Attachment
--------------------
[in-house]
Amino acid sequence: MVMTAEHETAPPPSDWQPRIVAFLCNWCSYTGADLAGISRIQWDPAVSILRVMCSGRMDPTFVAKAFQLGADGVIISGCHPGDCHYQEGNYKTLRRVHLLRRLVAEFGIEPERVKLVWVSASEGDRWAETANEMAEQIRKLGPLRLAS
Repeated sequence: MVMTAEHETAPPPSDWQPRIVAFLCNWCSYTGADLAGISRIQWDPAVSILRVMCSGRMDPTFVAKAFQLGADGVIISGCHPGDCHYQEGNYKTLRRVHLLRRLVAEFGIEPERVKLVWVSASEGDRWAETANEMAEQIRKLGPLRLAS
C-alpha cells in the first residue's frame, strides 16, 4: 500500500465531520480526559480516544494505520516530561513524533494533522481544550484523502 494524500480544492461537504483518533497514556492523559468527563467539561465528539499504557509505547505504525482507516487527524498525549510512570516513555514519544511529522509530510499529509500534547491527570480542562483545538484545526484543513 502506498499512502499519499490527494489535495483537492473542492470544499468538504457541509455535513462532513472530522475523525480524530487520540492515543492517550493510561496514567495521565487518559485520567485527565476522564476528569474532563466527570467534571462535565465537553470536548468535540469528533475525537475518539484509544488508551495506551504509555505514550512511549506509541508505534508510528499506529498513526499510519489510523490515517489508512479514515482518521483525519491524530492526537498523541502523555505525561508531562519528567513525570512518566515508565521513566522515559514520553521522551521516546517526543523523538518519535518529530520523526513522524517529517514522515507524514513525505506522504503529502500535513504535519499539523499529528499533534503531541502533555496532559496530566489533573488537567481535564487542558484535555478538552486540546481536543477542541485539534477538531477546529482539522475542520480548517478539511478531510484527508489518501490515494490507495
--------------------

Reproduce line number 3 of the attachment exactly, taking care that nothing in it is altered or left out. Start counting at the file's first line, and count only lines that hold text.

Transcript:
Repeated sequence: MVMTAEHETAPPPSDWQPRIVAFLCNWCSYTGADLAGISRIQWDPAVSILRVMCSGRMDPTFVAKAFQLGADGVIISGCHPGDCHYQEGNYKTLRRVHLLRRLVAEFGIEPERVKLVWVSASEGDRWAETANEMAEQIRKLGPLRLAS